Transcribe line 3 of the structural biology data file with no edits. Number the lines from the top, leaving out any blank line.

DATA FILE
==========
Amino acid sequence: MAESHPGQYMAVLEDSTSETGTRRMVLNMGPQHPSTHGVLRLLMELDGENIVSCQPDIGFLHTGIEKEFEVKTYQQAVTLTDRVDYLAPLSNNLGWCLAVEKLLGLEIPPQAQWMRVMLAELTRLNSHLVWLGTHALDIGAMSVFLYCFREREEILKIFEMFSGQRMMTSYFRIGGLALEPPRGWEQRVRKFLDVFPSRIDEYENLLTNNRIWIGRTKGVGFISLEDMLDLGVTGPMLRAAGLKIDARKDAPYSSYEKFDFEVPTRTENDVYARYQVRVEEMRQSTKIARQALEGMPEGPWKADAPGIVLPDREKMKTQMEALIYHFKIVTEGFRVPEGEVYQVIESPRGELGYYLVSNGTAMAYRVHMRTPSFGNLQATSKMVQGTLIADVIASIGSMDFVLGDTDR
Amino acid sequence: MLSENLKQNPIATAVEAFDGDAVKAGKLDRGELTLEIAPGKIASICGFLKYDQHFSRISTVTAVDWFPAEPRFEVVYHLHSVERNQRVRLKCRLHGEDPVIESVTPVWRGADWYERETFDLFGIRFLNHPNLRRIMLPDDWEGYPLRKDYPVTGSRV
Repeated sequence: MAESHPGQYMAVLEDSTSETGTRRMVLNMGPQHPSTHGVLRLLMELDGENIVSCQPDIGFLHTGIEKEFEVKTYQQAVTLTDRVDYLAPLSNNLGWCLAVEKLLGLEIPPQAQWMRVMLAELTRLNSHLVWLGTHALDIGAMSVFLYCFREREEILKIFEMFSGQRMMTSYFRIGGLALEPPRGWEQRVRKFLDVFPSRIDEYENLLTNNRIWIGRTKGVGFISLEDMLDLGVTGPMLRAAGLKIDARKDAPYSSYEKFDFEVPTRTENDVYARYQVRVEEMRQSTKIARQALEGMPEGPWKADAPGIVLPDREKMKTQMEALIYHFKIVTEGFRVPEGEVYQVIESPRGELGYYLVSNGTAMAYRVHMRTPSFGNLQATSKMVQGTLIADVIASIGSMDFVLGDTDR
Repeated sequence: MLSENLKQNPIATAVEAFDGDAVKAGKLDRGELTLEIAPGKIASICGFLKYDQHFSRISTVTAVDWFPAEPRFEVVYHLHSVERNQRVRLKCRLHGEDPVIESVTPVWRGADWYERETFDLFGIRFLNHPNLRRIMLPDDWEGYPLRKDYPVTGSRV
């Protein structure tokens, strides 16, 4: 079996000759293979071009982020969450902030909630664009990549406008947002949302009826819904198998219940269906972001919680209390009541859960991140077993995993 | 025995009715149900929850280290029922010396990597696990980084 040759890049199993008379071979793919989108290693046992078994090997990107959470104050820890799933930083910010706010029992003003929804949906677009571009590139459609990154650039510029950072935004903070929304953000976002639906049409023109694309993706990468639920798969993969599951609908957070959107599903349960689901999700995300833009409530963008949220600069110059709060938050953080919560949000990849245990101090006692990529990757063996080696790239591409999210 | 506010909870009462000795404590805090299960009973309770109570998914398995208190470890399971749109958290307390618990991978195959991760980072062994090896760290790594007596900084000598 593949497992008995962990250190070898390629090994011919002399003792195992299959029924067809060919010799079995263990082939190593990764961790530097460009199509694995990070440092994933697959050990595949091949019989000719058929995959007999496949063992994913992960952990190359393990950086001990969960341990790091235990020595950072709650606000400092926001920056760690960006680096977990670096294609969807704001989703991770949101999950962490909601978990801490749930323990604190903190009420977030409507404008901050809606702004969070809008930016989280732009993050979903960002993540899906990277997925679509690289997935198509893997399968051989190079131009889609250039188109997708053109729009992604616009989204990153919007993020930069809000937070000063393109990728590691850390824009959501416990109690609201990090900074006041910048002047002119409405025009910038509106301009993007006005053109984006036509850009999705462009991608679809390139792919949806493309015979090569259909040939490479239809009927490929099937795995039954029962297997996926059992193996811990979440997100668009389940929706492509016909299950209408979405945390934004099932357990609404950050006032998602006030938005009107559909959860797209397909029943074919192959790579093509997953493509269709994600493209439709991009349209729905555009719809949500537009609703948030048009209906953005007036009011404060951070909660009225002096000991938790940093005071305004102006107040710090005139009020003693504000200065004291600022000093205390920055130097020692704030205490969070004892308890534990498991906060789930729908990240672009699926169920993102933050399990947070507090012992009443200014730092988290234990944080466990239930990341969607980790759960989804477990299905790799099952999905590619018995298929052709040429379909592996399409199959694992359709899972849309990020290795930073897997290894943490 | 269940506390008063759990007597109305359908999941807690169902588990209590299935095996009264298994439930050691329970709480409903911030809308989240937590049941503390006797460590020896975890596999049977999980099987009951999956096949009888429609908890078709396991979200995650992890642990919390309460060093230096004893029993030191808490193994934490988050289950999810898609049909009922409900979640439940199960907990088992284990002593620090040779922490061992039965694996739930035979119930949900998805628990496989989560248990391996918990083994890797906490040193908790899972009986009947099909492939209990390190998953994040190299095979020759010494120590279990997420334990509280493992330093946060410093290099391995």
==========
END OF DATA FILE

Repeated sequence: MAESHPGQYMAVLEDSTSETGTRRMVLNMGPQHPSTHGVLRLLMELDGENIVSCQPDIGFLHTGIEKEFEVKTYQQAVTLTDRVDYLAPLSNNLGWCLAVEKLLGLEIPPQAQWMRVMLAELTRLNSHLVWLGTHALDIGAMSVFLYCFREREEILKIFEMFSGQRMMTSYFRIGGLALEPPRGWEQRVRKFLDVFPSRIDEYENLLTNNRIWIGRTKGVGFISLEDMLDLGVTGPMLRAAGLKIDARKDAPYSSYEKFDFEVPTRTENDVYARYQVRVEEMRQSTKIARQALEGMPEGPWKADAPGIVLPDREKMKTQMEALIYHFKIVTEGFRVPEGEVYQVIESPRGELGYYLVSNGTAMAYRVHMRTPSFGNLQATSKMVQGTLIADVIASIGSMDFVLGDTDR